demonstration of measuring the jugular vein pulsation is shown in the video “Estimate JVP” presented in
the lecture “The Heart” at the beginning of the this week’s information), neck vessels, and then
precordium. This allows you to begin on the periphery and work in towards the center of the body.
The adult exam is covered in the textbook; please read carefully. Remember to follow the process of
general assessment, which includes blood pressure readings and pulse, inspection, auscultation,
palpation, and occasionally percussion. Evaluate cardiac enzymes as deemed necessary.
View the following videos:
Inspection and Palpation of the Heart
Click here to view a transcript for the video.
[Video can be viewed here within the course]
Heart Sounds
Click here to view a transcript for the video.
[Video can be viewed here within the course]
Auscultation of Heart Sounds
Click here to view a transcript for the video
[Video can be viewed here within the course]
An EKG is very useful in the patient who presents with chest pain, fullness, palpitations, hypertension,
irregular heart beat, and sometimes shortness of breath. Also consider EKG in a patient with pedal
edema. The history alone may prompt the decision for an EKG but you should also take into account the
physical findings on assessment. An irregular heart beat, pedal edema, chest x-ray findings, or abnormal
laboratory findings may indicate the need for the EKG.
The EKG with an ST segment elevation would be strongly suggestive of an acute myocardial infarction
(AMI). Please keep in mind that up to 20 percent of patients may have a normal EKG but still have
coronary artery disease with an acute event (McPhee & Papadakis, 2010). If you are suspicious, further
work up is warranted. NSG6020 Week 4 Cardiovascular System.
Panic or anxiety attacks are responsible for up to 25 percent of chest pain patients in an emergency
department setting. This number is significantly higher in a primary care setting. Panic disorder is not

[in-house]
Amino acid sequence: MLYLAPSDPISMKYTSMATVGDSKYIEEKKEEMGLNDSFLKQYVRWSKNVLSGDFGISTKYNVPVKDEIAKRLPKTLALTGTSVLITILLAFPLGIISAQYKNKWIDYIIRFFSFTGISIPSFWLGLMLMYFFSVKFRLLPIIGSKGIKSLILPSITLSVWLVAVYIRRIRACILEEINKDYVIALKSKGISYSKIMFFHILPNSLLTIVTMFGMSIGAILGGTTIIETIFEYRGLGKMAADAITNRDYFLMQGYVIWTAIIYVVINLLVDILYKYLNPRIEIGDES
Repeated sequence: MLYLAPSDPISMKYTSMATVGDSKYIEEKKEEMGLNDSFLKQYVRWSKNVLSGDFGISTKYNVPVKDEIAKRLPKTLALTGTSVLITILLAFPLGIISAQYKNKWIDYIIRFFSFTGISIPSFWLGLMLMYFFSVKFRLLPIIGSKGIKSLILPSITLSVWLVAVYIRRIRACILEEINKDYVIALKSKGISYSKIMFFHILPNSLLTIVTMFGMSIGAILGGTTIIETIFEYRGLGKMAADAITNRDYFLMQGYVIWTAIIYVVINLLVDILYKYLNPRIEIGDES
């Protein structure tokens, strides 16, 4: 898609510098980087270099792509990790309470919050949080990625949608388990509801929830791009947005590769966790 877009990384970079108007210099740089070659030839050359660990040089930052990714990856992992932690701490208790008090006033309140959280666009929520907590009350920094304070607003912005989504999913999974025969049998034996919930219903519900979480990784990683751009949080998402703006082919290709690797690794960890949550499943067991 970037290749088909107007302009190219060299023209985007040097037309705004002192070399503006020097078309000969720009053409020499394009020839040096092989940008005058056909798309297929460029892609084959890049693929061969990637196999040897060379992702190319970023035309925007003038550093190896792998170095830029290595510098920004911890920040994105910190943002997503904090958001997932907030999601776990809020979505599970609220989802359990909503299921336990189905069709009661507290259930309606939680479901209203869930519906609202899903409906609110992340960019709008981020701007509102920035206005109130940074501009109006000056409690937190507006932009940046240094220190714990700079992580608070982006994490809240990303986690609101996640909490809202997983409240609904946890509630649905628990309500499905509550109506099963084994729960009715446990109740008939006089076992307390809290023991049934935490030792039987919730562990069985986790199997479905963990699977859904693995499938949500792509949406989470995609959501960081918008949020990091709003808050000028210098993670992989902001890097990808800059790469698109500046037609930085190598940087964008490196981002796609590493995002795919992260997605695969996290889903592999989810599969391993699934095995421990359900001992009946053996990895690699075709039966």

limited to a specific age, sex, culture, or socioeconomic group but is more often found in younger female
patients who present with atypical chest pain symptoms and who have described themselves as being
anxious (McPhee & Papadakis, 2010).
Additional cardiac testing is available including: a 24-hour event monitor, a 4-30–day event monitor,
implantable monitors that last up to 18 months, cardiac catherizations, cardiac cat scans, and stress
tests.
Cardiovascular Exam for Different Ages:
 Infants: See the previous notes regarding the closure of the foramen ovale and ductus
arteriosus. Full closure may take up to 48 hours; therefore, reassess the infant’s cardiovascular
system during the first 24 hours of life and again in 48 to 72 hours. Assess the infant’s skin: is
there any pallor or cyanosis present? NSG6020 Week 4 Cardiovascular System Liver enlargement, persistent tachycardia, and tachypnea
are warning signs of heart failure (HF) in an infant. Palpate the apical impulse to locate the heart
and determine size. The infant heart should be more horizontal. It is best to auscultate the
infant’s heart rate as radial pulses may be hard to locate, this must be counted for a full minute.
The heart rate will fluctuate from 100–180 beats per minute (bpm) immediately after birth to
70–90 bpm while asleep. Crying, feeding, or other activity will influence the heart rate. The
infant heart rhythm should be sinus arrhythmia, changing with respiration. A few hours after
birth, a split S2 is common. Murmurs are common in the first week of life; usually very soft,
systolic in nature, and disappear spontaneously. A patent ductus arteriosus (PDA) murmur
sounds like a machine: continuous and murmuring. The absence of murmurs does not mean
that there are not problems. Auscultate often and document any changes.
 Children: Look for any symptoms that indicate heart disease such as failure to thrive (poor
weight gain of < 5% that is significantly below that of other children of similar age and gender.),
developmental delays, persistent tachycardia, tachypnea or dyspnea on exertion, clubbing of
the fingers and toes, or cyanosis. Clubbing does not usually appear until late in the first 12
months even in the presence of severe cyanosis. Any obvious bulge or heaves of the chest wall
are abnormal although apical impulse may be seen. Heart murmurs are common in childhood
with many being functional but not malignant. These murmurs are often soft, with short systolic
ejection, with medium pitch and vibration, heard at the left lower sternal or midsternal border.
If in doubt, refer for further evaluation. NSG6020 Week 4 Cardiovascular System
 The pregnant female: An increase in resting pulse rate of 10 to 15 bpm is a normal response.
The blood pressure reaches its lowest levels during the second trimester. An exaggerated
splitting of S1 and increased S2 are noted; a loud S3 is possible. A systolic murmur may be heard
in up to 90 percent of pregnant females. This should disappear shortly after delivery. A soft
diastolic murmur may be heard intermittently in up to 19 percent of pregnant females while a
continuous murmur whose source is the breast vasculature is found in 10 percent. This is a
mammary soufflé which begins close to delivery or during lactation. The murmur is produced by
the blood flow in the internal mammary artery.